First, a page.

It’s our duty to take the national team out to the fans. If the people of Paraguay feel that the team is accessible, then that’s only going to be good for everyone. Football is a team game and it was, is and will always be a sport of opinions. It’s our duty to be open to all those opinions and to analyse and debate them.

Judging by what you said at that press conference, that includes all the clubs as well.
Yes, we don’t want a team that’s restricted to just one club or just one city. They all need to believe that they can provide players to the national team. And it’s important that they understand what we’re doing too, because sometimes they don’t release players because they think that national team duties on international breaks only adds to their workload. They have to understand that, in terms of our methodology, we’re looking to develop their ability to make better and faster decisions on the pitch. And that’s something that their clubs can also benefit from.

What is Paraguay hoping to achieve at the 2019 Copa America?
To go as far as possible because they’re going to be competing with the best, such as Argentina, Brazil, Uruguay, Colombia and Chile. It’s a huge challenge and an outstanding opportunity to test ourselves at the highest level.

© AFP

Then comes the next World Cup qualifying campaign. What are your concerns when it comes to preparing for the Qatar 2022 preliminaries?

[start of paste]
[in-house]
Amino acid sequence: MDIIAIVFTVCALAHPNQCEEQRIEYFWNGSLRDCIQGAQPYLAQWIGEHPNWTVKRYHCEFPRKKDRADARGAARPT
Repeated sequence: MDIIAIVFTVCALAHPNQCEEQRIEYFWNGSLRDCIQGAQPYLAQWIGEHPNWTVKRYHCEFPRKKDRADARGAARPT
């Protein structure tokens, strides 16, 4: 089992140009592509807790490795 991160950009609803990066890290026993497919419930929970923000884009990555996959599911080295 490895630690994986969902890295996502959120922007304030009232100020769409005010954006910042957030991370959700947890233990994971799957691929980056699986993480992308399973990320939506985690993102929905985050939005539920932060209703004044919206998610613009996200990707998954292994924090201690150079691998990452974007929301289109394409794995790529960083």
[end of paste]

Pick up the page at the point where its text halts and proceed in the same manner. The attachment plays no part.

The difficulty we’re going to have is finding international competition. We’d like to play the European teams that were among the top eight at the World Cup, like Croatia and Sweden, but that’s going to be tough with the new European Nations League. The idea is to familiarise ourselves with the type of competition you come up against at a World Cup, which is where we want to go.

After coaching Mexico and given your previous experience in South America, what differences can you see between the CONCACAF and CONMEBOL qualifying competitions?
The standard of the South American qualifiers is very high, thanks to the large number of players competing in Europe’s top leagues. My feeling is that the country with the largest number of players in the leading clubs in those four or five top leagues will have the advantage.

With the players Paraguay have at their disposal, do you think you’ll be able to rotate them in the same way you did with Mexico?
There will always be a chance for different players and formations without us turning our back on the aims we’re hoping to achieve and for which we train. I hope people will see that against the different teams we face. My view is that every match and opponent brings with it different challenges and ways of playing.

What type of team would you like the people of Paraguay to see?
One that doesn’t give up on the style of play for which it’s been known for many years and which has brought them good results in that time, with players full of passion and personality. And I want the team to have a Plan B whenever possible. I want people to see that possession football is another option open to Paraguay.